Maybe tomorrow. Maybe tomorrow you’ll go snorkeling to find freshwater cichlids in the calm, clear water. Maybe tomorrow you’ll steer a little Laser One dinghy into international waters. Maybe tomorrow you’ll cross the rickety wooden bridge for a grape-seed oil massage on the rock island spa. Or maybe tomorrow you’ll walk around the whole island to see its massive cathedral, small textile workshops, and huge baobabs.
But not yet. Today you have no plans. You just arrived on Likoma Island. It took flights to Nairobi, Lilongwe, and, finally, Likoma to reach the island. A bumpy, four-wheel-drive ride on dusty, unpaved roads then brought you down to the southern coast and Kaya Mawa. The small resort instantly took your breath away. Eleven free-standing chalets, an open-air restaurant, and a terrace bar overlook golden sand, tiny rock islands, and crystal water. Your plans immediately disappear. All you want to do is stare at this picture-perfect view.
The resort’s name gives you permission to do so. Kaya Mawa means Maybe Tomorrow. It’s almost as if you’re expected to do, well, nothing once you arrive at the luxury resort. Its individually designed chalets sit on rocky knolls. You debated between Nhkwazi, for its extensive outdoor space, and Makungulu, since it’s on its own private island, before deciding upon Mbamba. The hilltop, premium room offers 360-degree views from both its bed and private plunge pool. You’ve already requested sundowners to be delivered around 5 pm, right before the sun sets.
The bar and the restaurant sit below the chalets. Lanterns, colorful patterns, and plush pillows are spread around the bar’s split-level decks and comfy couches. Light breakfasts, lazy lunches, and multi-course dinners feature organic produce, hand-picked herbs, and freshly caught lake fish. Though there are tables in the restaurant, many meals spill onto the decks and the sand, which is lined with torches at night. Kaya Mawa keeps getting better and better.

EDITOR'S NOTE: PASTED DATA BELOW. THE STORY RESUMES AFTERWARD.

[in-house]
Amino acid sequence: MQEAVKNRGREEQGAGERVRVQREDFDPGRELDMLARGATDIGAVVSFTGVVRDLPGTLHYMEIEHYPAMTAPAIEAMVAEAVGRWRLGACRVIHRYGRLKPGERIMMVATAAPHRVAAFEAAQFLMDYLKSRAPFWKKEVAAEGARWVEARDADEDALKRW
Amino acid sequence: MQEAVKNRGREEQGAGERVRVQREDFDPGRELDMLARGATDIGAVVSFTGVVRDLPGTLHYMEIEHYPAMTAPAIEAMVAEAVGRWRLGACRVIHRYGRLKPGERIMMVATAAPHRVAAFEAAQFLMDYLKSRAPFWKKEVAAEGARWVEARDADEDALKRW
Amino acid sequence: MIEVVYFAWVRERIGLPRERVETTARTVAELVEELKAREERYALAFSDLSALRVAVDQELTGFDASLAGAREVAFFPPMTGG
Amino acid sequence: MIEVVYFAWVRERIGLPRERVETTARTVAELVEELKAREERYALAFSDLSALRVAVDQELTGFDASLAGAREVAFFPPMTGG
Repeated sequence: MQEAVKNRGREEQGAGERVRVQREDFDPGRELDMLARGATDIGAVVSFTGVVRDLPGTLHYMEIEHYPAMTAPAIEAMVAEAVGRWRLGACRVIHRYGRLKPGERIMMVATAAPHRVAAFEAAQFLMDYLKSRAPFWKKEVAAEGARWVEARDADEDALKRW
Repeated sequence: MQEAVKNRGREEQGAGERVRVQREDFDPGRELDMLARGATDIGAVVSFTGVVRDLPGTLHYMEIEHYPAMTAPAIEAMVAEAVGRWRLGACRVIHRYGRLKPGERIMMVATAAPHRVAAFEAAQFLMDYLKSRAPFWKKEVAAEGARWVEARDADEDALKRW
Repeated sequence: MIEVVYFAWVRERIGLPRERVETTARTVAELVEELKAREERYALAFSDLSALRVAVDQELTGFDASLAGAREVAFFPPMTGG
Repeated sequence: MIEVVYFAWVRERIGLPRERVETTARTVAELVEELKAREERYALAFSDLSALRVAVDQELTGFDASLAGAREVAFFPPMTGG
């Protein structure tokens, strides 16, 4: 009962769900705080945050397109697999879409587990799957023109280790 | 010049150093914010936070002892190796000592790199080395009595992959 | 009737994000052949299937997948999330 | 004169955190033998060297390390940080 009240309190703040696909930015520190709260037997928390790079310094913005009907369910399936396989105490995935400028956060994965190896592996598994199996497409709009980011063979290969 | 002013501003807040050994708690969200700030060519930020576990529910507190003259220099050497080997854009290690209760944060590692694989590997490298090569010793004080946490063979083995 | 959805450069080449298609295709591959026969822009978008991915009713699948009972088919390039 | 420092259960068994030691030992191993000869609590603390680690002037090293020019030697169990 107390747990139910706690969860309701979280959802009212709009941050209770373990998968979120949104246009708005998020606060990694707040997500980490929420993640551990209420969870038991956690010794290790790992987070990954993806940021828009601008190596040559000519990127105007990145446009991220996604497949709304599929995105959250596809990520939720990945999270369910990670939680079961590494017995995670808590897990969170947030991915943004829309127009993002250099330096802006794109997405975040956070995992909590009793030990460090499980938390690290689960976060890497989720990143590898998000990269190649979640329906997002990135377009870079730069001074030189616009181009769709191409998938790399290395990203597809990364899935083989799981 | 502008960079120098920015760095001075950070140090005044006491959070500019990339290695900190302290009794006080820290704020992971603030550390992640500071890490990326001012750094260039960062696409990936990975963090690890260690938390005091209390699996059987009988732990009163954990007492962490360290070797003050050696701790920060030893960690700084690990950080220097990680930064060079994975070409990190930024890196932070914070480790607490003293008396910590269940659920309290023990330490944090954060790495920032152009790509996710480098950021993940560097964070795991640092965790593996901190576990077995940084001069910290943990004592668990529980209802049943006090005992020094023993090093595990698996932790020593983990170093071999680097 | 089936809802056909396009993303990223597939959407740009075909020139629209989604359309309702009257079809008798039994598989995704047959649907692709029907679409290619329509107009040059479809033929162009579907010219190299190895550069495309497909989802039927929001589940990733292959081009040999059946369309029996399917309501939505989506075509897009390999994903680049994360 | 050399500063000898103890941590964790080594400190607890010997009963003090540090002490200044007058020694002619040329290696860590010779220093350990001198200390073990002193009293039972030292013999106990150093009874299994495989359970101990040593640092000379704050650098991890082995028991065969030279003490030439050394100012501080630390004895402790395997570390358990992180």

Kaya Mawa is on Likoma Island, one of two Malawian islands that sit in Mozambican waters in Lake Malawi. Likoma and its smaller sister island, Chizumulu, were colonized by Anglican missionaries in the 19th century. That’s why they were considered part of Malawi, instead of Portuguese-colonized Mozambique, when East African borders were established after World War II.
Likoma Island is home to St. Peter’s Cathedral. The huge cathedral—it’s one of the largest churches in Africa—was built atop Chipyela, where suspected witches used to be executed. There are a busy market and a small airport, occupied by more goats than planes, as well. The rest of the island has remained unspoiled.
Lake Malawi is one of the largest lakes in the world. The African Great Lake, nicknamed the Calendar Lake for its length, is the third-largest and second-deepest lake in Africa. The meromictic lake, whose water layers don’t mix, lies between Malawi, Mozambique, and Tanzania. Plus more than 700 species of cichlids—more species than any other lake in the world—have been found in these waters. So, yes, there’s plenty for you to explore. Maybe tomorrow.